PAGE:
New Zealand Adventures
May 21, 2012 § 1 Comment
New Zealand may be famous its for rugby, sheep and Lord of the Rings, but head to this slice of paradise and you’ll soon realise there is so much more to experience.
From stunning landscapes, glow-worm caves, wine tasting and bungee jumping, this island in the South Pacific has it all.
New Zealand has an incredibly diverse landscape including 15,000km of coastline, mountains, native forests, glaciers and volcanic plateaus.
One of the most rewarding ways of experiencing the beauty of the country is to take one (or more) of Kiwi Rail’s three scenic journeys, each with optional stopover points which you can explore before catching a later train.
The TranzAlpine rail takes you across the South Island, heading from Christchurch on the East coast to Greymouth on the West, carrying you through farmland, the alpine Arthur’s Pass, and beech forests.
For another South Island adventure, board the Coastal Pacific for a 98km journey along the coastline. You again start from the garden city, Christchurch and arrive at the port of Picton where you can catch a ferry to the North Island.
The final Kiwi Rail scenic adventure, the Overlander, takes you on a twelve hour journey, travelling nearly the entire length of the North Island from the largest city, Auckland, to the capital, Wellington. Throughout the day you’ll traverse through native forests, over river gorges and cross the volcanic plateau.
Whether you choose to travel in one of the carriages, or face the elements and stand outside, you’ll have the perfect opportunity for photographing the breath-taking scenery.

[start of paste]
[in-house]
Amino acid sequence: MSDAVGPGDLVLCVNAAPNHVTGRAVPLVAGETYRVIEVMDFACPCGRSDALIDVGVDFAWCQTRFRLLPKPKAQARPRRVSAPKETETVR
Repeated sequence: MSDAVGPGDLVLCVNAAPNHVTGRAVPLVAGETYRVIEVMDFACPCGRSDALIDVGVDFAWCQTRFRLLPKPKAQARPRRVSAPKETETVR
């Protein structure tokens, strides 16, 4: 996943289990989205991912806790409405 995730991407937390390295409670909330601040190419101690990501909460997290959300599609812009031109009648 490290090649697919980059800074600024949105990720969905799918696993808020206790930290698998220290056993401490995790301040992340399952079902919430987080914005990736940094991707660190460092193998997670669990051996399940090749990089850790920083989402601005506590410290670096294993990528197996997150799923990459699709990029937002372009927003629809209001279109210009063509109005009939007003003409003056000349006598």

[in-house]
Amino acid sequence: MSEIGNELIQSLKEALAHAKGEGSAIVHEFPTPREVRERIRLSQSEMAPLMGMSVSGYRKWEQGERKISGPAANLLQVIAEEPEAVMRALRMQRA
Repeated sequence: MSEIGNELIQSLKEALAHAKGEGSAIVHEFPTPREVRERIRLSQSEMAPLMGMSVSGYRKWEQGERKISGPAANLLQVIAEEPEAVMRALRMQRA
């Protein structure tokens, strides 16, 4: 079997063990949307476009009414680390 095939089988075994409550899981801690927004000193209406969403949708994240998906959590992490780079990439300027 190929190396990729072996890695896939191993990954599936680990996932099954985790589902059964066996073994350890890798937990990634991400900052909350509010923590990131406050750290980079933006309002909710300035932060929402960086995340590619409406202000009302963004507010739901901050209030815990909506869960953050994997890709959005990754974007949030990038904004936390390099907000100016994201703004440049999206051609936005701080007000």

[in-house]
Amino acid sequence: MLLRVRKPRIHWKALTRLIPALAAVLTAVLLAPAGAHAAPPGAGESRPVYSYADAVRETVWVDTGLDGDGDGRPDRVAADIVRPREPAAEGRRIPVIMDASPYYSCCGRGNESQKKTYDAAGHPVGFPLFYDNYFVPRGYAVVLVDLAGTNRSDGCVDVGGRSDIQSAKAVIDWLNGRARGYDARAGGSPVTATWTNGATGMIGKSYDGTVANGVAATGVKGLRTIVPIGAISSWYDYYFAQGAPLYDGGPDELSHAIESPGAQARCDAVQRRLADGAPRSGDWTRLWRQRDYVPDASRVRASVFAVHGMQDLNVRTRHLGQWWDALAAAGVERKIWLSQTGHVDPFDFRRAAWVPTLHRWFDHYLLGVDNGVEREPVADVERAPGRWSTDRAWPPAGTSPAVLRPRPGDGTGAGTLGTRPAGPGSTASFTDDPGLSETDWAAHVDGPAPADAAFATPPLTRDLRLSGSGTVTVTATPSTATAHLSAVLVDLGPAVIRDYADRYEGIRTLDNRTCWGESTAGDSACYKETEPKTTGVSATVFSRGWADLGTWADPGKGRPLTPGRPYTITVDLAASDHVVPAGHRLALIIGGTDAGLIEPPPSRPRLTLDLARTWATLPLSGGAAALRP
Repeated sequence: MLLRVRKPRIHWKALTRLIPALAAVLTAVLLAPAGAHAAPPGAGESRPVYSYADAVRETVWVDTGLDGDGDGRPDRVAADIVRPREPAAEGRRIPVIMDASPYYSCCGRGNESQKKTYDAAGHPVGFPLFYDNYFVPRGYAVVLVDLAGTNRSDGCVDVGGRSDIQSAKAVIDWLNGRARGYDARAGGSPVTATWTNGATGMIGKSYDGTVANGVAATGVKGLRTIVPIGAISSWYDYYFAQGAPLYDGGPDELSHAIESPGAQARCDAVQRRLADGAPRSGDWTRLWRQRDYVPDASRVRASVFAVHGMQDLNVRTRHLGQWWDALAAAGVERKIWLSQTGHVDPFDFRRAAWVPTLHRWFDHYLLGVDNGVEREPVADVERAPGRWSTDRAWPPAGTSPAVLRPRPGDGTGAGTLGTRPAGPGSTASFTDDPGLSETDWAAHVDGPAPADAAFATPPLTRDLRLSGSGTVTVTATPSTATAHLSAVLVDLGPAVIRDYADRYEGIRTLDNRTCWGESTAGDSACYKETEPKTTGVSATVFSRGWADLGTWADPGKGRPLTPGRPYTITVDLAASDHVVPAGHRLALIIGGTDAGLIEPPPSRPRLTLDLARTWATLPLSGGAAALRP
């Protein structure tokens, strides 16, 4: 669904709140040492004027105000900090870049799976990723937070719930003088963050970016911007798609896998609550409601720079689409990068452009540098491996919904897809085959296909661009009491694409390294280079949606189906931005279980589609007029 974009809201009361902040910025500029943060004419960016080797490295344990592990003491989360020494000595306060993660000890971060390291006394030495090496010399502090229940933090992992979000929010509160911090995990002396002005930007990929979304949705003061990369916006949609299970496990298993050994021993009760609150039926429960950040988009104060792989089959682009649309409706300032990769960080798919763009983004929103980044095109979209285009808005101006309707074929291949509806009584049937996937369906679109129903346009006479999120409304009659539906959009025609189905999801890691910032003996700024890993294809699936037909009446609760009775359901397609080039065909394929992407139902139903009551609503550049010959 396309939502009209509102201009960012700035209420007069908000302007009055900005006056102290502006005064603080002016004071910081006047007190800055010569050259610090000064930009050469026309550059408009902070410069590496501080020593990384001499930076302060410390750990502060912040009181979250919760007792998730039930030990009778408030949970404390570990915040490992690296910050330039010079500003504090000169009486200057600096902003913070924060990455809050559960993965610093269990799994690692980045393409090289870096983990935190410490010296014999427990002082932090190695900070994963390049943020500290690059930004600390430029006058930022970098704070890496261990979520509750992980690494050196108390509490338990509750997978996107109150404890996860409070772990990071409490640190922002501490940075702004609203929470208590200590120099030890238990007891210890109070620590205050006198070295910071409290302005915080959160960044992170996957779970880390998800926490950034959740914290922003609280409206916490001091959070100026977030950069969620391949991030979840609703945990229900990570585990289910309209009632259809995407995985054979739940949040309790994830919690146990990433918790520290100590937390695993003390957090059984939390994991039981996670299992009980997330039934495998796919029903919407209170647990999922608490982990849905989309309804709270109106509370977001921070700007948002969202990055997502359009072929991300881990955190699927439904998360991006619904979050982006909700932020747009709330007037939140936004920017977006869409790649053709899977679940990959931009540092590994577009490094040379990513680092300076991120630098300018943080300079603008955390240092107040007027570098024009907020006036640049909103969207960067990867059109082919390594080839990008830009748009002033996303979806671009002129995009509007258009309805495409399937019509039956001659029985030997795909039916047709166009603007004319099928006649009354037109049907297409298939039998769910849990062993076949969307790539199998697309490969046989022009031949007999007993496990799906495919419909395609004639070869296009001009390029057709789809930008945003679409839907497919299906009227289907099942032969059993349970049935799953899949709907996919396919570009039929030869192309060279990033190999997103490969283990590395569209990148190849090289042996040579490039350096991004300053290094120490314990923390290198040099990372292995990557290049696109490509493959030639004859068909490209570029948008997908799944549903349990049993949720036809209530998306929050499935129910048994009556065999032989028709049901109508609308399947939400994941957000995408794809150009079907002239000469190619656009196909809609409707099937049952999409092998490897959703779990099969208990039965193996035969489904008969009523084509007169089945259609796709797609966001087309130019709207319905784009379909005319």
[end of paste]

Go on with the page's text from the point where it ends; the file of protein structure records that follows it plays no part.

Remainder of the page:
With such diverse landscapes, it should be no surprise that there are a number of natural encounters awaiting you in New Zealand.
For relaxation, head to Rotorua in the centre of the North Island, which has been attracting visitors since the 1800s due to its natural geothermal activity, producing geysers, mud pools and thermal springs.
The Polynesian Spa is one of the best in the city. Located alongside the shores of Lake Rotorua, this spa offers 26 hot mineral bathing pools. In addition there are a range of spa therapies provided, including massage (aromatherapy and relaxation), facials as well as body wraps and scrubs.
For a truly unique experience, visit the Waitomo Glow-worm Caves, a two-hour drive from Rotorua. The glow-worm Arachnocampa luminosa, are only found in New Zealand, and in the darkness they radiate their luminescent light.
The 45 minute tour of the subterranean caves takes you through the ‘Cathedral’, an area famous for its acoustics, and in which New Zealand opera singer, Dame Kiri Te Kanawa once sang.
You then board a boat to glide silently through the Glow-worm Grotto, where thousands of the insects glimmer, creating the impression of being beneath the stars.
On visiting Aotearoa (the Maori word for the country, meaning ‘land of the long white cloud’) a personal encounter with the indigenous Maori culture is all but mandatory. And one of the most authentic experiences is with the highly regarded Tamaki Maori Village tour, in Rotorua.
The evening starts on a waka (journey) where the protocols are explained to you and a leader is chosen. This is followed by the te wero (challenge) where you are greeted by a haka and a Powhiri (female dance) and walk through a recreated marae (village).